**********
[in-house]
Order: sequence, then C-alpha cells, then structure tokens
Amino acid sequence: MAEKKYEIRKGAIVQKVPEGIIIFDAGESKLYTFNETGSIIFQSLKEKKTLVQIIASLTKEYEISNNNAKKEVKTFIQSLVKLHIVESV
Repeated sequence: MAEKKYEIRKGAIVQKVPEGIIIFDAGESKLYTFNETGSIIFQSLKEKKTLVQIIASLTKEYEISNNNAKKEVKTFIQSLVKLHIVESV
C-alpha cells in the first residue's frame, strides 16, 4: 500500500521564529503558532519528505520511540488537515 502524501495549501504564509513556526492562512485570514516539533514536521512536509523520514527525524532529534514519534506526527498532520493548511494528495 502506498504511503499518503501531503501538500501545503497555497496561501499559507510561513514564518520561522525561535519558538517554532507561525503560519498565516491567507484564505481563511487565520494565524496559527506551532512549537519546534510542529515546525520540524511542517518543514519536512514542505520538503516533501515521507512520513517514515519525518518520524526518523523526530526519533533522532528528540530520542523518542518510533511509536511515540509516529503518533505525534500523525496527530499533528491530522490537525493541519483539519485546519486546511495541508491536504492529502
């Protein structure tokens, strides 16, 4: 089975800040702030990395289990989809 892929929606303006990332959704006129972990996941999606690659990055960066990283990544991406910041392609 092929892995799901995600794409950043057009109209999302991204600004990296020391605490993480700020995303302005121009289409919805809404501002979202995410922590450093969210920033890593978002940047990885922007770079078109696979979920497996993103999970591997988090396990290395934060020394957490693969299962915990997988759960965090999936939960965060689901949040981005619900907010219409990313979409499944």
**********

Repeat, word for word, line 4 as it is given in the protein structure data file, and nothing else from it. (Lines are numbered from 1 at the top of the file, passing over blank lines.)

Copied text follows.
Repeated sequence: MAEKKYEIRKGAIVQKVPEGIIIFDAGESKLYTFNETGSIIFQSLKEKKTLVQIIASLTKEYEISNNNAKKEVKTFIQSLVKLHIVESV